Which solution is superior? The West has dominated the modern world so far, but given the current state of “the worst system except…” we may ask whether Christianity is capable of maintaining its hold on the social order, whether the Jewish nation-state can maintain its unity, or whether the West’s Marxist “heresy” can maintain its grip on nations with chips on their shoulders.

It may well be that it is Buddhist withdrawal from desire and its attendant karma that holds out the greatest hope for our species’ survival. To contemplate the scene of representation as a scene, one that we observe from within, as a play within the play of life, may be humanity’s best hope, whether before or after AI has become able to supply the bulk of our practical needs.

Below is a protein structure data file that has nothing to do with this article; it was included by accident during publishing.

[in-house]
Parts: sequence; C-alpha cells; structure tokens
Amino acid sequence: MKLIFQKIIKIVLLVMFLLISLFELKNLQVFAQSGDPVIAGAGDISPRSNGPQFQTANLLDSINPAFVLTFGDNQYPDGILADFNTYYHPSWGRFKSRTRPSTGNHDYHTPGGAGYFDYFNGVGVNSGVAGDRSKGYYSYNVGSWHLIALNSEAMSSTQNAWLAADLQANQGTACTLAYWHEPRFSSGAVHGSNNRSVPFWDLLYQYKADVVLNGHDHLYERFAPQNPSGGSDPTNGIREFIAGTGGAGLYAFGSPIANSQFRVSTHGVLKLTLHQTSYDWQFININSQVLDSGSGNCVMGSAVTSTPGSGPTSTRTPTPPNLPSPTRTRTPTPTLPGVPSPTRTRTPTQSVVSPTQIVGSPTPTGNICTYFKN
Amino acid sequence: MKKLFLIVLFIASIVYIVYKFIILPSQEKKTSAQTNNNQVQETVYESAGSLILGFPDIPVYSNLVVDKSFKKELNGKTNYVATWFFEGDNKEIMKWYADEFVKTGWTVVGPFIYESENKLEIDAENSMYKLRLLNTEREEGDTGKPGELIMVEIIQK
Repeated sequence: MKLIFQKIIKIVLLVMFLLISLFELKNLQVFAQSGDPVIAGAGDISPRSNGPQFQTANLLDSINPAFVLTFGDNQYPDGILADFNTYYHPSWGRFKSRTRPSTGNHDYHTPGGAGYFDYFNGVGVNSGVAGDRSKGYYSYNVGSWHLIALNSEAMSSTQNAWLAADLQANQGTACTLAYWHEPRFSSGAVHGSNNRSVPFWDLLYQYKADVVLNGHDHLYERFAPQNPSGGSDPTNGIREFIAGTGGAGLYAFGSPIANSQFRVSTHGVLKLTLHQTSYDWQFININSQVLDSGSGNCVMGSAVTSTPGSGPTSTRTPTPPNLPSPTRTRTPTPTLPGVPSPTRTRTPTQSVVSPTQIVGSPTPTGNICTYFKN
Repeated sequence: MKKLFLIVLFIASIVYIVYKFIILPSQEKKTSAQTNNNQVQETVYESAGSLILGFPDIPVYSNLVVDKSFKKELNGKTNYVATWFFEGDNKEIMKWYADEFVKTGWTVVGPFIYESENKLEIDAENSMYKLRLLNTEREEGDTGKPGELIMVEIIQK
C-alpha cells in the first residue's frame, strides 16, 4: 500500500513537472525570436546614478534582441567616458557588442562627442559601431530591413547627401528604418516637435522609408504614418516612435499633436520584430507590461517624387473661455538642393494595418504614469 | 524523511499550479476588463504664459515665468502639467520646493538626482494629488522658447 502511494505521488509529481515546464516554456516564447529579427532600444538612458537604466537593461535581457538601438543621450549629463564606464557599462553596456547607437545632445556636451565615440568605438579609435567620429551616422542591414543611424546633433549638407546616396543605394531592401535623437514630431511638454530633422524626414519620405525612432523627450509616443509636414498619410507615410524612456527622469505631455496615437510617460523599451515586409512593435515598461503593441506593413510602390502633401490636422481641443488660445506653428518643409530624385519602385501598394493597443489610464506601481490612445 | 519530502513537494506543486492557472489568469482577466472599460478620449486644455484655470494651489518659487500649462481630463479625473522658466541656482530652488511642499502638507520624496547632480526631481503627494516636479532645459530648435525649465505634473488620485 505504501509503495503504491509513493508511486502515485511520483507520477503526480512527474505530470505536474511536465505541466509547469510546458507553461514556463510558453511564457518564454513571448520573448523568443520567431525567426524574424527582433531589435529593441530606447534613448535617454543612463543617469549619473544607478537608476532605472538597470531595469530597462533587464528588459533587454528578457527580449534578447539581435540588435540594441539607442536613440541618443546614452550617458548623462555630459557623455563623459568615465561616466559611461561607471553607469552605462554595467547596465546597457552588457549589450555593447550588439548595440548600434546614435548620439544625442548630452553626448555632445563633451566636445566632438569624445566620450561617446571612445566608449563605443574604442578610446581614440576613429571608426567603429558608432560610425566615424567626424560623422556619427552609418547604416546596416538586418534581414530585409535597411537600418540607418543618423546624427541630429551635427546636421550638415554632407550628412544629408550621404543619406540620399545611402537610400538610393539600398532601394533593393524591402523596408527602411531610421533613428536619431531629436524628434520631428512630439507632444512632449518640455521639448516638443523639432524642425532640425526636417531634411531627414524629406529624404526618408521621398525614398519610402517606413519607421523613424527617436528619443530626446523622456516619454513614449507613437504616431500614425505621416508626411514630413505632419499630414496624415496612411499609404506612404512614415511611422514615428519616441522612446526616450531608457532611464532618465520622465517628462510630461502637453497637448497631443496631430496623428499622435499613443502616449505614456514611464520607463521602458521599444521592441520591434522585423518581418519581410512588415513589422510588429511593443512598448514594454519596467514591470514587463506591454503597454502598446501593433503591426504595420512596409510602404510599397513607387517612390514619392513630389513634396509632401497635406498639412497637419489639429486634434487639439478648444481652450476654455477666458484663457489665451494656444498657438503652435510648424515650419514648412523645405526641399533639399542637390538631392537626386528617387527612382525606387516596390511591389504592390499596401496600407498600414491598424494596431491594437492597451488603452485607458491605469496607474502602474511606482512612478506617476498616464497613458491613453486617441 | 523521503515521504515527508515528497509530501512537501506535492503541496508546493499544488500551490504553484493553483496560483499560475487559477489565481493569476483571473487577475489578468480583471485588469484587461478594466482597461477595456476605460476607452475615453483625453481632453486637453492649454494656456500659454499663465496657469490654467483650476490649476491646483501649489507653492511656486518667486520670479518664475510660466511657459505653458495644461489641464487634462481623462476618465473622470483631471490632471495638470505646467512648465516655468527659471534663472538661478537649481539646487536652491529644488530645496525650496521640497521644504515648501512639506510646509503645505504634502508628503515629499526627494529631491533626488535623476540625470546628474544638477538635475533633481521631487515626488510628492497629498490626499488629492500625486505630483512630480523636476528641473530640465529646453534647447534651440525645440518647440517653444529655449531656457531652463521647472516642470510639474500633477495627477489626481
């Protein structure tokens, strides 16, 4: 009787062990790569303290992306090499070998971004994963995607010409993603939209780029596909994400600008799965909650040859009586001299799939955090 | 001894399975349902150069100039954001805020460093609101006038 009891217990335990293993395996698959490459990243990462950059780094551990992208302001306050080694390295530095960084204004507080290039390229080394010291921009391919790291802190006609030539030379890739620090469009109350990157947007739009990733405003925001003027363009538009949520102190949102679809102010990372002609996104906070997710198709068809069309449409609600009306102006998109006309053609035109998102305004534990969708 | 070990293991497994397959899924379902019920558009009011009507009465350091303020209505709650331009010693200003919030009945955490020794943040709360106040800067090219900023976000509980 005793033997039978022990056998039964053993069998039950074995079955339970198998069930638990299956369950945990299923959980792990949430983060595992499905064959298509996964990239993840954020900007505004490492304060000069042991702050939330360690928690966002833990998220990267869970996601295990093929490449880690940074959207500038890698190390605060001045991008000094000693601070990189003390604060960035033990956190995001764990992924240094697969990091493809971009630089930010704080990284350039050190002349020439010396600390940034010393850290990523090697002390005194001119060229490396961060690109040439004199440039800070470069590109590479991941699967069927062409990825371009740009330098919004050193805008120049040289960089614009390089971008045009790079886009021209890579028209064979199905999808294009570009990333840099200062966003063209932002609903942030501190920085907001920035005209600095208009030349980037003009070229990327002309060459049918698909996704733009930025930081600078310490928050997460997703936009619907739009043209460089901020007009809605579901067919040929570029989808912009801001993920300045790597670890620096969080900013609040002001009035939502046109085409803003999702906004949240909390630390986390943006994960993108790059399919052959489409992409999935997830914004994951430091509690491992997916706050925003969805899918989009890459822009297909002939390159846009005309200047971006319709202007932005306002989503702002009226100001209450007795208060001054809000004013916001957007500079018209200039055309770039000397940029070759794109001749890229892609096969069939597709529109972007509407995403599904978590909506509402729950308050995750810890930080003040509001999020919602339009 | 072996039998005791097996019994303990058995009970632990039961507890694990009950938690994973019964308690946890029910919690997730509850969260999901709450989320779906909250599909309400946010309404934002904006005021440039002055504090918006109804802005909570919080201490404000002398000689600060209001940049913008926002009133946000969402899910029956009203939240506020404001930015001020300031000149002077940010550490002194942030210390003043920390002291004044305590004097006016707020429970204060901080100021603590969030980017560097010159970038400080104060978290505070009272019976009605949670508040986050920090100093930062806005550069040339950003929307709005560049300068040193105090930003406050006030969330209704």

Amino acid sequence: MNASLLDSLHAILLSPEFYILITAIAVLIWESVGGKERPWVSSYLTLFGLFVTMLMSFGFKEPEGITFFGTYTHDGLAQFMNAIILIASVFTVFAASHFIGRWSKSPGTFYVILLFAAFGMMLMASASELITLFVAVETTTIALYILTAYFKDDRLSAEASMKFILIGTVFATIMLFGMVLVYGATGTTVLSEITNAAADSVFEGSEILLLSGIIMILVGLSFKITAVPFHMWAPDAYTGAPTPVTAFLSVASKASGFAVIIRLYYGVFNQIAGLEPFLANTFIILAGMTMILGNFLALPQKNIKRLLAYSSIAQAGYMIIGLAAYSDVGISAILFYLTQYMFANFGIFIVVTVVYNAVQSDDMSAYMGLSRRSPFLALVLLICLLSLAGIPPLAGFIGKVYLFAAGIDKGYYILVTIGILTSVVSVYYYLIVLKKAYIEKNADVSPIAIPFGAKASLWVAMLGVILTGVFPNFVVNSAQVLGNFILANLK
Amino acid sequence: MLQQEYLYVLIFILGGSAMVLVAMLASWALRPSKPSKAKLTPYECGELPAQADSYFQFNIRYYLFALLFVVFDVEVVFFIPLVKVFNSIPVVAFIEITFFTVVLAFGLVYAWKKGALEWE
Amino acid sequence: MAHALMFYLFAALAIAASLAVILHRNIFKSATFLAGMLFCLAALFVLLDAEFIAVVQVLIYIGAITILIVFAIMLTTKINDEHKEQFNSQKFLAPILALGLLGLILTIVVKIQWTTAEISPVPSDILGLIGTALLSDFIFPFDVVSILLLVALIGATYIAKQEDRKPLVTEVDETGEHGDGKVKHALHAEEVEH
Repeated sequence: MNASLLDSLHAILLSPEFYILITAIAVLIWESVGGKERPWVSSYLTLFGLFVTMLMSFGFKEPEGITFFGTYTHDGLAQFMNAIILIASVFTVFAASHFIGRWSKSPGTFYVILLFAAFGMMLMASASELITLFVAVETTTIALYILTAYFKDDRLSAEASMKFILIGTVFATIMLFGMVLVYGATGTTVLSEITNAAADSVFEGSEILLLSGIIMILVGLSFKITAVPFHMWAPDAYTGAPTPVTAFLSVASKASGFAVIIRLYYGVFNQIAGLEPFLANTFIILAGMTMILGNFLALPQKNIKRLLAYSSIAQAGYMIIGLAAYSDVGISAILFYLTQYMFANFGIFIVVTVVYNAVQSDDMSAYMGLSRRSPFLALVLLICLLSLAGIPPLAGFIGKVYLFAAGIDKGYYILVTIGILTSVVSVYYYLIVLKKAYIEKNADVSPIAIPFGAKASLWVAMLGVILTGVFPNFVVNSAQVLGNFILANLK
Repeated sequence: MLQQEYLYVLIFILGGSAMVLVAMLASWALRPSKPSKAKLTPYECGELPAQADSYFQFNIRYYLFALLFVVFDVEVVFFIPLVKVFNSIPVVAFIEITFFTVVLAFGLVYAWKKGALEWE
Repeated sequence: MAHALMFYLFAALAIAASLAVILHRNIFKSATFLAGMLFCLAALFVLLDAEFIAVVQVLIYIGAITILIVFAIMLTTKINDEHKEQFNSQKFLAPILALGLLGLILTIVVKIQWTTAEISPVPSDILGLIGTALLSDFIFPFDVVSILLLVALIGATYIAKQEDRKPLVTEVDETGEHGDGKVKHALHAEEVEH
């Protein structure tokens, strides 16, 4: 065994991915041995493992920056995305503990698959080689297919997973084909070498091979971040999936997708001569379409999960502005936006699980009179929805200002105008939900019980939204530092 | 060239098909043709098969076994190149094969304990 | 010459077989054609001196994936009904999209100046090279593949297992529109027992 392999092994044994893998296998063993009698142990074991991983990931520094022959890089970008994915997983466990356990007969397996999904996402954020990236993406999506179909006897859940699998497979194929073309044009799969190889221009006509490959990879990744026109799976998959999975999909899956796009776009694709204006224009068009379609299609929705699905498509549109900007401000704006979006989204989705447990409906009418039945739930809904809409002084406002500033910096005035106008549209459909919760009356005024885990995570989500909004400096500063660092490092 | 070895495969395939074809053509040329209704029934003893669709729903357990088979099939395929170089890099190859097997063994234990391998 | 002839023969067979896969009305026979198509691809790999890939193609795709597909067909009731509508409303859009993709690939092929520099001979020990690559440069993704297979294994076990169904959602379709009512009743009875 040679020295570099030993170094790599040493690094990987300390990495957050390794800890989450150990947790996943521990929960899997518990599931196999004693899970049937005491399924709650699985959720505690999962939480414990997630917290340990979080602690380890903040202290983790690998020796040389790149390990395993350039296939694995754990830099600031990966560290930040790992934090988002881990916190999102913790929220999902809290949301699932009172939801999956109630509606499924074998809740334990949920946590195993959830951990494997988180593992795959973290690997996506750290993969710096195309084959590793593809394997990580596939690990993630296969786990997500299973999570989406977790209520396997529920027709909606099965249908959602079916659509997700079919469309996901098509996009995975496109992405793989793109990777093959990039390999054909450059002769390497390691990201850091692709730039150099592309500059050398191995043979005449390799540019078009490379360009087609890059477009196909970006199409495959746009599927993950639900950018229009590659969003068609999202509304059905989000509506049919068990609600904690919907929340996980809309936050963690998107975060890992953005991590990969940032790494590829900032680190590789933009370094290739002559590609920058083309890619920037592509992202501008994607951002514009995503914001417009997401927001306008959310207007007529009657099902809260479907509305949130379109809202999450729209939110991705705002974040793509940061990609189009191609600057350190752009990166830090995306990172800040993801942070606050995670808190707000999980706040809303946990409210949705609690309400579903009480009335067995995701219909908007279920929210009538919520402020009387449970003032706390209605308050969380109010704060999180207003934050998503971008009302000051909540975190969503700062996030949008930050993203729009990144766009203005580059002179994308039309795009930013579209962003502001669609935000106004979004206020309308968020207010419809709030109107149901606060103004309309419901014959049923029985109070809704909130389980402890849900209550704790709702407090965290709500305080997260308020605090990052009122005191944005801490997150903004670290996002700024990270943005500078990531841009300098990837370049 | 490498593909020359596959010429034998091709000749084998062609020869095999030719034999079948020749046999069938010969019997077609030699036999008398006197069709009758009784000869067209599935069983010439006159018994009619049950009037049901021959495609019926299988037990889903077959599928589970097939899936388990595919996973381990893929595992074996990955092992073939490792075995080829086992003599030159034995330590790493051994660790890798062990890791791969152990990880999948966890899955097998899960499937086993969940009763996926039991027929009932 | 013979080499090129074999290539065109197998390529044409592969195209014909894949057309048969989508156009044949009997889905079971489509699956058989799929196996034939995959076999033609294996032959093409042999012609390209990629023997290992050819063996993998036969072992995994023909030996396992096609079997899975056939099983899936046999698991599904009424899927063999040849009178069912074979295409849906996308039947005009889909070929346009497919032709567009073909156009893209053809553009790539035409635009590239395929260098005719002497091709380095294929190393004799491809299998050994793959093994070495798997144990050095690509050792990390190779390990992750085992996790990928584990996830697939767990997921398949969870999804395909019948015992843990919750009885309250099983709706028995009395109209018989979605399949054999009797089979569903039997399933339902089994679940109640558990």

Could Buddhism return to its Indian birthplace to make peace between the Muslims and the Hindus, it would have at its disposal the world’s largest population in a multinational land of millennial culture, yet one that unlike the Western powers, Russia, China, or even Iran/Persia, has never known world hegemony. There are worse ways to conceive the End of History…